Even though China has been increasingly making incursions across the India-China border and consistently improving its infrastructure, Indo-Tibetan Border Police (ITBP) has not been able to make a single procurement of necessary equipment in the past three years. Beset by austerity measures of the previous government, the elite force guarding India-China border is short by 500 vehicles and has been meeting its requirements by rigging old ones.

This problem, along with the issue of massive disparity in road and telecommunication infrastructure vis a vis China, need for dedicated air support, no martyr status for force personnel and deployment related issues, were brought to the attention of Home minister Rajnath Singh on Monday when he made his first visit to the headquarters of the force.

The visit assumes significance in the light of government’s visible focus on strengthening Sino-Indian border security. There have already been close to 400 incursions by Chinese troops this year. Only 10 days ago, MoS Home Kiren Rijiju visited Ladakh to assess the border situation and was given a detailed presentation by ITBP on the functioning of the force and its requirements.

Home Ministry sources said the minister looked at the issues “sympathetically” and assured all help. “When you are deployed ahead of the army on the border, you should get better facilities,” Singh is learnt to have said when infrastructure and equipment deficiencies were pointed out.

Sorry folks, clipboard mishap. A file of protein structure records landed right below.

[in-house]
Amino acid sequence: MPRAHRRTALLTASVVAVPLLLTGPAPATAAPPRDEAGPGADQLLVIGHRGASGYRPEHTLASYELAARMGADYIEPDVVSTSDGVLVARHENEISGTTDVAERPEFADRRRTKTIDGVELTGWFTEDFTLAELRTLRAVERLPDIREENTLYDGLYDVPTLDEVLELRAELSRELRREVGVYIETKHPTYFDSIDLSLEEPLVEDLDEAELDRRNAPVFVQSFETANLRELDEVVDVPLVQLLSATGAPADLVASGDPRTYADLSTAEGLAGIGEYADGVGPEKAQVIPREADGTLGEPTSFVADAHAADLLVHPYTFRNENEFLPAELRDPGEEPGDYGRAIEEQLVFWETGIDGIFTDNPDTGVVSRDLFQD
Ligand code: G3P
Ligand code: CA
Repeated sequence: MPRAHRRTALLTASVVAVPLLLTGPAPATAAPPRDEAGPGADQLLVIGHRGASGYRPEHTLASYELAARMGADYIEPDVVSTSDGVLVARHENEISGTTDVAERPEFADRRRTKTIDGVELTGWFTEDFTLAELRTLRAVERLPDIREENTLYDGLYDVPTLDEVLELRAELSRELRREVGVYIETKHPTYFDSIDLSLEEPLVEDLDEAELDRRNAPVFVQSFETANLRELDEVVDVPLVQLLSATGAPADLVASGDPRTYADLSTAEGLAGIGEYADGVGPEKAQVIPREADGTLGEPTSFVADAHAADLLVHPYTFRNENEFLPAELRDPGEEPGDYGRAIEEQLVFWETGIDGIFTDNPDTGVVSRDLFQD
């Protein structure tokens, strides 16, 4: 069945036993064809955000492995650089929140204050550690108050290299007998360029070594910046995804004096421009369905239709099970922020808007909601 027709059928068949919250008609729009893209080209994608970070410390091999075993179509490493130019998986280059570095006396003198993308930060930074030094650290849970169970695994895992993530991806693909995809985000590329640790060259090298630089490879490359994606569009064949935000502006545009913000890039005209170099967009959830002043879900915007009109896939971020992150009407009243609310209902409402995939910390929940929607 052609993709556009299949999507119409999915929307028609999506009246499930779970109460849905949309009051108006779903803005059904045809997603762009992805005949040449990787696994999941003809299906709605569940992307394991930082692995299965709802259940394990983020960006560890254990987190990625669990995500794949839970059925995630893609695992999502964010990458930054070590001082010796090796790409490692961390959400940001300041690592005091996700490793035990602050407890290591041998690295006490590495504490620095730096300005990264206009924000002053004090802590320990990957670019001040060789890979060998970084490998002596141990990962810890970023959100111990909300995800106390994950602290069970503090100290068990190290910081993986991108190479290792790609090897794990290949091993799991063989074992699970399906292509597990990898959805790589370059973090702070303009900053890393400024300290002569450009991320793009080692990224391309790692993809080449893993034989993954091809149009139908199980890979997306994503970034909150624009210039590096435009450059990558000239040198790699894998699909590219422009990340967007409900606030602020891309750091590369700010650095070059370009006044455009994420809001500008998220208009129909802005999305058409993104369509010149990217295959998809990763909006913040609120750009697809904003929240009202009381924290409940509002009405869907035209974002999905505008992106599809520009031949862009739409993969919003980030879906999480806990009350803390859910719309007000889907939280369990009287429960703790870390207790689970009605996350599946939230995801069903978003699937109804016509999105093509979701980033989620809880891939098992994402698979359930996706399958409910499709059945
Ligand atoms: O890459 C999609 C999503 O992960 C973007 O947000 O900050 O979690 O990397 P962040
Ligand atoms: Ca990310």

Singh, sources said, also assured the force that he would look into the issue of “martyr status” to ITBP jawans who die in the line of duty. While Army personnel are called martyrs and given consequent rewards when they die on duty, no such provision exists for paramilitary forces. When five IAF personnel along with 15 ITBP men died in a chopper crash in the 2013 Uttarakhand deluge, the IAF men were given the status of martyrs and awarded gallantry medals. ITBP men were given no such recognition.

Sources said not only has the force not been provided all-terrain vehicles, but even the incompatible plains vehicles provided to them are short in number. As many as 13 battalions were raised in the four years but no new vehicles were procured as the UPA was following an austerity routine.

ITBP also raised the issue of the force being increasingly given law and order anti-naxal duties, something that was not its mandate. Operationalisation of 54 new border outposts and better accommodation for jawans were also among the issues discussed.


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